By Arab Center for Research & Policy Studies

The latest escalation in the Israeli-Palestinian conflict came in the form of an all-out Israeli attack on the Gaza Strip. Exploiting the killing of three settlers in the West Bank’s Hebron region, the Israelis have set forth to realize a number of political aims through their latest attack, including an attack on the Hamas movement in the West Bank; the redundancy of the Palestinian Unity Cabinet; the abandonment of its international political obligations toward the Palestinian National Authority; and the ability to cloak heightened settlement construction and obduracy in the negotiations underneath the smoke of a “war on terror”. Notably, even though no Palestinian political faction has accepted responsibility for the killing of the three settlers, Israel has blamed Hamas for the operation and taken the conflict to the Gaza Strip. Utilizing regional realities, particularly the case of a pliant government in Egypt, the Israelis launched an attack on the Gaza Strip: the strength of Hamas’s response, however, surprised and embarrassed both the Israeli and Egyptian governments.

By AlJazeera Centre for Studies

President Barack Obama's administration placed the stumbling Middle East "Peace Process" at the top of its list of priorities, with the intention of achieving a "two-state solution" for Palestine and Israel. To this end, Obama appointed veteran Congressman George Mitchell as his special envoy. Mitchell, and even Obama himself, have made strenuous efforts to achieve a breakthrough, albeit with the launch of new negotiations.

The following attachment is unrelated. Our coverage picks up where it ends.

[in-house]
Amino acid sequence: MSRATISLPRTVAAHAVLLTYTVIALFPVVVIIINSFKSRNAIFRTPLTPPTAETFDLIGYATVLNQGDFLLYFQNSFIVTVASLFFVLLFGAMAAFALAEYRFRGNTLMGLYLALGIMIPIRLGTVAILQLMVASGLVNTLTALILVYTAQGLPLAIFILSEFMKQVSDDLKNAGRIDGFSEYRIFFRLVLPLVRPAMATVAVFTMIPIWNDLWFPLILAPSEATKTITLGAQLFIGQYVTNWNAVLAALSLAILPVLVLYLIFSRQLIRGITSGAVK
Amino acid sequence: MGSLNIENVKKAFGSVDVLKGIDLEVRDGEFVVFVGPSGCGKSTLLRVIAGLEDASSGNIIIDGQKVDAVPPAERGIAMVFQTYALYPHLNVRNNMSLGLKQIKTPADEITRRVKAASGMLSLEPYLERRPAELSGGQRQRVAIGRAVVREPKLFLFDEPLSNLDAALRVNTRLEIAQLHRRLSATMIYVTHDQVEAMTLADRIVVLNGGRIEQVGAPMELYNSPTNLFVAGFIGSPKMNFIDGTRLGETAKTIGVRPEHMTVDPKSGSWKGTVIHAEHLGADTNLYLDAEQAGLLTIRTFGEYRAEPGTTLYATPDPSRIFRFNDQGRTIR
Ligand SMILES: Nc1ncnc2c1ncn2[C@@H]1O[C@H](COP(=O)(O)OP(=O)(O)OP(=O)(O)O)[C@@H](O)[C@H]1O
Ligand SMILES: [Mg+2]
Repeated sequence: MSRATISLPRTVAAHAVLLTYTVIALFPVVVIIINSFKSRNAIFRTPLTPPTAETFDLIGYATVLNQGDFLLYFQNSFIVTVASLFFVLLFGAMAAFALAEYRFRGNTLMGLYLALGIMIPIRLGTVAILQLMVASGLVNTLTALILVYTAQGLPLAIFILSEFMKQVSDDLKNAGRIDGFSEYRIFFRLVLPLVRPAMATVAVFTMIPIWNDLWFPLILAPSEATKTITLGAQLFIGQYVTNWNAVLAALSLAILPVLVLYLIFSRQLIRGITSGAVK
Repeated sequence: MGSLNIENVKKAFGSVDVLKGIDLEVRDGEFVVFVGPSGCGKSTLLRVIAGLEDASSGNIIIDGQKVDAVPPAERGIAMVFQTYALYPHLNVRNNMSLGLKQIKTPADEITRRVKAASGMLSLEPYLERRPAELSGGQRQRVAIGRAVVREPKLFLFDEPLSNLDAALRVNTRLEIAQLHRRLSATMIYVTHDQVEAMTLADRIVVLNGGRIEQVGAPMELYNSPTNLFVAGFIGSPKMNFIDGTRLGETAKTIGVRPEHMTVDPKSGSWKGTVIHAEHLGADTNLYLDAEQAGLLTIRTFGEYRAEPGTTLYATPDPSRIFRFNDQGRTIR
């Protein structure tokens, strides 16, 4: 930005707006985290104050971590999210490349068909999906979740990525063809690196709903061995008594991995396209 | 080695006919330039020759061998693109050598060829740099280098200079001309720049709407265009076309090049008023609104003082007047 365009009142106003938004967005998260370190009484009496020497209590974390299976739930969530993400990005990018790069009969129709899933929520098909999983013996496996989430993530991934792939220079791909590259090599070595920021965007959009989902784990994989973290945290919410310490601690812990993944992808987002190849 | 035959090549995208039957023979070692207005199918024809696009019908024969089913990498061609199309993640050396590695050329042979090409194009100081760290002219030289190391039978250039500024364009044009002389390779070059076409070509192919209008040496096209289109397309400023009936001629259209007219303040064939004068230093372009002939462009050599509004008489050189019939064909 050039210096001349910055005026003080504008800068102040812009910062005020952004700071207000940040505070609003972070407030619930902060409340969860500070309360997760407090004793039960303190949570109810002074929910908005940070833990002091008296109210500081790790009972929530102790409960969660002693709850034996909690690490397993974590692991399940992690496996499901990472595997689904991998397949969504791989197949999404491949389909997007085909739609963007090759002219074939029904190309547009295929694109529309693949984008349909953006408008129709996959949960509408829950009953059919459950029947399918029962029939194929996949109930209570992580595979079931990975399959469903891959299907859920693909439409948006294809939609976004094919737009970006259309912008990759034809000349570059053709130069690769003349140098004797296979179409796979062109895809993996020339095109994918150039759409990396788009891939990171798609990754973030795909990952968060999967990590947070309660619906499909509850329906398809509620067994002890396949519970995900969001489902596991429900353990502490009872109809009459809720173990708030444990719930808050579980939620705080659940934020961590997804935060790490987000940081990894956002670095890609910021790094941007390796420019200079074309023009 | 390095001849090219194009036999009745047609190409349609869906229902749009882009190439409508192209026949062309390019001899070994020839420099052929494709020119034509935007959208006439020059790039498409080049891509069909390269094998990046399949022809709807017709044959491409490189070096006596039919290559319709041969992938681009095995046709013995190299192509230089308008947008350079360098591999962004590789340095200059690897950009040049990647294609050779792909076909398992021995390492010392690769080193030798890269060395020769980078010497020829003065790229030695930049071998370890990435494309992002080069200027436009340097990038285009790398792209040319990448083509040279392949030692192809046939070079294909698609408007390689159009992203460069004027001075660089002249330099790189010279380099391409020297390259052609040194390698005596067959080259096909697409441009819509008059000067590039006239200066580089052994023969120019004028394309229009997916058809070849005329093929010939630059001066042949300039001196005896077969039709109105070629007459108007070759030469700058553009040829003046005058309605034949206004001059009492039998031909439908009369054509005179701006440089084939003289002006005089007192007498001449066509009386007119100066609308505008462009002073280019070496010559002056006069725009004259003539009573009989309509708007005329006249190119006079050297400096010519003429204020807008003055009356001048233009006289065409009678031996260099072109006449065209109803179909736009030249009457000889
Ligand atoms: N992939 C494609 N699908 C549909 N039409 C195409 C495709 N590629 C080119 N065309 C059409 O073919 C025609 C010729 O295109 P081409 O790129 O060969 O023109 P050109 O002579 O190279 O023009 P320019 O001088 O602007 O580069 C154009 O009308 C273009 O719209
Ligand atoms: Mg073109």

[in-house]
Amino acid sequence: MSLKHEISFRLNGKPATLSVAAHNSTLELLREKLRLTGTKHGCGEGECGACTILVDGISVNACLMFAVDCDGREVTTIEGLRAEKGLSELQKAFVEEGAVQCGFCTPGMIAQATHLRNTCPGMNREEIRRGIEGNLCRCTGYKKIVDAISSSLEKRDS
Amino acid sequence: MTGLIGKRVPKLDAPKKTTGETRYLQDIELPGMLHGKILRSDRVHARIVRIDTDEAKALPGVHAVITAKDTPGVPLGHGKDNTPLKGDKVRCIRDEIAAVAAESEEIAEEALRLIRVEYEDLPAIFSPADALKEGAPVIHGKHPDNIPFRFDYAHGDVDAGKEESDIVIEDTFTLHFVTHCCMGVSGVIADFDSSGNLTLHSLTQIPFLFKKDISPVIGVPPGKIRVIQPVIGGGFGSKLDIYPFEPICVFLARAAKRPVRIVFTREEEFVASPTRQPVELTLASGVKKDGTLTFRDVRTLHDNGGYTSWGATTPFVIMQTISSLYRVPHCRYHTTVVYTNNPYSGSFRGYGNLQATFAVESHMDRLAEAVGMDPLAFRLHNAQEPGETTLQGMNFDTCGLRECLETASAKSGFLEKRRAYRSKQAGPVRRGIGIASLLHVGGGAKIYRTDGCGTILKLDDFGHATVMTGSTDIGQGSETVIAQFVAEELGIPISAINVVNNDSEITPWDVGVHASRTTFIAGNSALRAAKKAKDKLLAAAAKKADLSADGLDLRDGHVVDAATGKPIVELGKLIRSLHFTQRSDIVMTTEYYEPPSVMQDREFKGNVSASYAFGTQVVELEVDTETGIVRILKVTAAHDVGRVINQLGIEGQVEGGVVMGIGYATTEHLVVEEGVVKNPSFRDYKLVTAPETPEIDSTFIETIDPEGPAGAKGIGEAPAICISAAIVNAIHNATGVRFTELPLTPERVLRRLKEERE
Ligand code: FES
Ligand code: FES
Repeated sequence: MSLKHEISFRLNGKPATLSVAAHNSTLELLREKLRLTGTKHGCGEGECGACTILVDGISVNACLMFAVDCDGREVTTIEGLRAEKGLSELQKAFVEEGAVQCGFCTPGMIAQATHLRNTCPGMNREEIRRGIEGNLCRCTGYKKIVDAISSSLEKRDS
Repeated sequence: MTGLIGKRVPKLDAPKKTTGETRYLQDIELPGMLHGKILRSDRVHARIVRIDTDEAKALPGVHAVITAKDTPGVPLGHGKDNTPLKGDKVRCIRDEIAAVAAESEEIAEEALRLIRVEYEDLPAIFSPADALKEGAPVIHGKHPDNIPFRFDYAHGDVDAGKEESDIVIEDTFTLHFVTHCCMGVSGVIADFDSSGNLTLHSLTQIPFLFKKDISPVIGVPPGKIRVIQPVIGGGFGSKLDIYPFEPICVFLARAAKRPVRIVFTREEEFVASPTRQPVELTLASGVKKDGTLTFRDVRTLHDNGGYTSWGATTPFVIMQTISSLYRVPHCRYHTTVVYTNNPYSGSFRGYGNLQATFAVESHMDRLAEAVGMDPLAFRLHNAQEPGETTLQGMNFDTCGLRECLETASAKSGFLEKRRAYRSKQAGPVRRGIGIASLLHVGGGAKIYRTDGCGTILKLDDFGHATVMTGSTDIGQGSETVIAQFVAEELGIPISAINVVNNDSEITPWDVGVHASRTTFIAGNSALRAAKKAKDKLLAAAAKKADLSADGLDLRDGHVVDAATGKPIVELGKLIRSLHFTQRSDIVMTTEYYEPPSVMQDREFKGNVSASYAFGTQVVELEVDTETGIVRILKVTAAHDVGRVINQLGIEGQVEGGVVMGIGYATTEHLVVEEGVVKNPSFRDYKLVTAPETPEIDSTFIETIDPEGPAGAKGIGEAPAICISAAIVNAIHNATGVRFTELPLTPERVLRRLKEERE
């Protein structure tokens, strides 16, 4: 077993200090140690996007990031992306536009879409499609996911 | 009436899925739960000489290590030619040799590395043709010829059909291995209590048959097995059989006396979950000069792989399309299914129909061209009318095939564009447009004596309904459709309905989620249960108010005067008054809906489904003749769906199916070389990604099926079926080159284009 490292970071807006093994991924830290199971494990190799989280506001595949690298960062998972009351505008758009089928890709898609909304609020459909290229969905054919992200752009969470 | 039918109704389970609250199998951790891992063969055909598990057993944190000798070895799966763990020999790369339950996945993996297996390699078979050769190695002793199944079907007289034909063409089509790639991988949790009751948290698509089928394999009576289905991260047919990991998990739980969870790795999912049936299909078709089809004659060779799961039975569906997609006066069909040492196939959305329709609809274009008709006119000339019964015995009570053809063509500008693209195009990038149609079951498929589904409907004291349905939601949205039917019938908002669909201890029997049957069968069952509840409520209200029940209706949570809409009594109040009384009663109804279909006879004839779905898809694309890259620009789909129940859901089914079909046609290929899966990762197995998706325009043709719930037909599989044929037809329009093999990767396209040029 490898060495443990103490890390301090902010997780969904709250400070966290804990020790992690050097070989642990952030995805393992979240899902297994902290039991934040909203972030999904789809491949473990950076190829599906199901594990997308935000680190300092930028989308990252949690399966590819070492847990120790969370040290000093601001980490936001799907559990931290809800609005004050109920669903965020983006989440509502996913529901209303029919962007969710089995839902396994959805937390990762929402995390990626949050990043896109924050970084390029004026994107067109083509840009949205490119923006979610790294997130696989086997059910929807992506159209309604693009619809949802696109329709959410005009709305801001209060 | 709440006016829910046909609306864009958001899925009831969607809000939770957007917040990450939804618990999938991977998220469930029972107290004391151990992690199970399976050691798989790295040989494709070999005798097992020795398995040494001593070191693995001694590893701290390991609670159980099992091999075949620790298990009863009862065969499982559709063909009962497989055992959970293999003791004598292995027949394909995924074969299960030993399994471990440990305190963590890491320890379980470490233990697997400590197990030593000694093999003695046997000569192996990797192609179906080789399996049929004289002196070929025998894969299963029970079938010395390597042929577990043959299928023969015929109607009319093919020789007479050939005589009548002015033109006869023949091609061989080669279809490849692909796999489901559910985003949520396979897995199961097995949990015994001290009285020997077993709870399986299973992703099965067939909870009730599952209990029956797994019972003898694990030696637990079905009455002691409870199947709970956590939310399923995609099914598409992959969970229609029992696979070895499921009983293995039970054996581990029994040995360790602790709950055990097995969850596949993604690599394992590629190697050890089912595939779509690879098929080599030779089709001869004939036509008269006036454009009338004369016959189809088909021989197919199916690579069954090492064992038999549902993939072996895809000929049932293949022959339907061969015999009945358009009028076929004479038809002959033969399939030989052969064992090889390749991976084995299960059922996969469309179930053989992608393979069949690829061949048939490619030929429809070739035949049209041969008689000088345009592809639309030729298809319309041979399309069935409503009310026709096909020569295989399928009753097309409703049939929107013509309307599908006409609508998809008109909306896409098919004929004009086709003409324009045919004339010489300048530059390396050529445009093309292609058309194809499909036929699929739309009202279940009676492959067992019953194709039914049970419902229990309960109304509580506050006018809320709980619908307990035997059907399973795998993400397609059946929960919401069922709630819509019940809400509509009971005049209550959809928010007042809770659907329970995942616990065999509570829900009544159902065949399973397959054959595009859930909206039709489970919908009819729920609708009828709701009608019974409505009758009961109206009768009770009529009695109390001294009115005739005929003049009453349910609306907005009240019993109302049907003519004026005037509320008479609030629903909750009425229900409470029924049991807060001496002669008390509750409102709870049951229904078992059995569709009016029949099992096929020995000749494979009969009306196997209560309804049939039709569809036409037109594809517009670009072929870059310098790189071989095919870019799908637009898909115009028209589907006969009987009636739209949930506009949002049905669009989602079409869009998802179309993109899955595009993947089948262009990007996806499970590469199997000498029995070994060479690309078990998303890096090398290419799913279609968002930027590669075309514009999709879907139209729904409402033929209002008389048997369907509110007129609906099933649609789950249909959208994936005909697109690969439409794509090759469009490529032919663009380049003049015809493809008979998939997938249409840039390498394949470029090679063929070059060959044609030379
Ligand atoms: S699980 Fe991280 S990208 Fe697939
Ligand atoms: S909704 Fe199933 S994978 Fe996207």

By Hazem Jamjoum

In recent years, increasing numbers of people around the world have begun adopting and developing an analysis of Israel as an apartheid regime.[1] This can be seen in the ways that the global movement in support of the Palestinian anti-colonial struggle is taking on a pointedly anti-apartheid character, as evidenced by the growth of Israeli Apartheid Week.[2]

Further, much of the recent international diplomatic support for Israel has increasingly taken on the form of denying that racial discrimination is a root cause of the oppression of Palestinians, something that has taken on new levels of absurdity in Western responses to the April 2009 Durban Review Conference.[3]

By Afro-Middle East Centre

The dismissal of two cabinet ministers, Yair Lapid and Tzipi Libni, by Israeli Prime Minister Binyamin Netanyahu, and the subsequent dissolution of parliament (the Knesset) is the latest in a string of events pointing to an extreme rightward shift in Israeli politics. This constant movement provides little room for optimism for Palestinians (including those who are Israeli citizens), the Israeli poor, and the dead ‘peace process’.

By AlJazeera Centre for Studies
 
It has been decades since the Israeli leadership has attempted to interfere in American presidential elections in the manner Israeli Prime Minister Benjamin Netanyahu has attempted in the past few weeks. It is not unusual or extraordinary for the Israelis and the American Zionist lobby groups allied to them to strive to influence American elections; but Netanyahu's interference in this election has been blatant and audacious, with outbursts reflecting despair and fear or, perhaps, calculated haste.
 

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